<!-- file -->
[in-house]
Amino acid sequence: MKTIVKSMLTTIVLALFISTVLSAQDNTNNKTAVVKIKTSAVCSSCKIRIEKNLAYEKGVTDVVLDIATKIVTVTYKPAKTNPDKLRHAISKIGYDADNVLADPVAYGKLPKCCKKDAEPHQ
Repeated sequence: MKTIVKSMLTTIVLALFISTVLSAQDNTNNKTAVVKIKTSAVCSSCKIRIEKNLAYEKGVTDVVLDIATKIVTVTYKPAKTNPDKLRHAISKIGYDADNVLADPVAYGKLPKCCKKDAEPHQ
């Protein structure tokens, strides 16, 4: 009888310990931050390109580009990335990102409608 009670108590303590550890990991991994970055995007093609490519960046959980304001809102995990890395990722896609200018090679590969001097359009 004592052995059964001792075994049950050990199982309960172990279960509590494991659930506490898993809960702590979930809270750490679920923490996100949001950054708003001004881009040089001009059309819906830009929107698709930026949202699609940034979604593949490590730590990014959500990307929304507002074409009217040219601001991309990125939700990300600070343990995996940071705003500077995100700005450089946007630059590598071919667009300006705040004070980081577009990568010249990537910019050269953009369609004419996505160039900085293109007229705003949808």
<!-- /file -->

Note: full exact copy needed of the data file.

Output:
[in-house]
Amino acid sequence: MKTIVKSMLTTIVLALFISTVLSAQDNTNNKTAVVKIKTSAVCSSCKIRIEKNLAYEKGVTDVVLDIATKIVTVTYKPAKTNPDKLRHAISKIGYDADNVLADPVAYGKLPKCCKKDAEPHQ
Repeated sequence: MKTIVKSMLTTIVLALFISTVLSAQDNTNNKTAVVKIKTSAVCSSCKIRIEKNLAYEKGVTDVVLDIATKIVTVTYKPAKTNPDKLRHAISKIGYDADNVLADPVAYGKLPKCCKKDAEPHQ
């Protein structure tokens, strides 16, 4: 009888310990931050390109580009990335990102409608 009670108590303590550890990991991994970055995007093609490519960046959980304001809102995990890395990722896609200018090679590969001097359009 004592052995059964001792075994049950050990199982309960172990279960509590494991659930506490898993809960702590979930809270750490679920923490996100949001950054708003001004881009040089001009059309819906830009929107698709930026949202699609940034979604593949490590730590990014959500990307929304507002074409009217040219601001991309990125939700990300600070343990995996940071705003500077995100700005450089946007630059590598071919667009300006705040004070980081577009990568010249990537910019050269953009369609004419996505160039900085293109007229705003949808």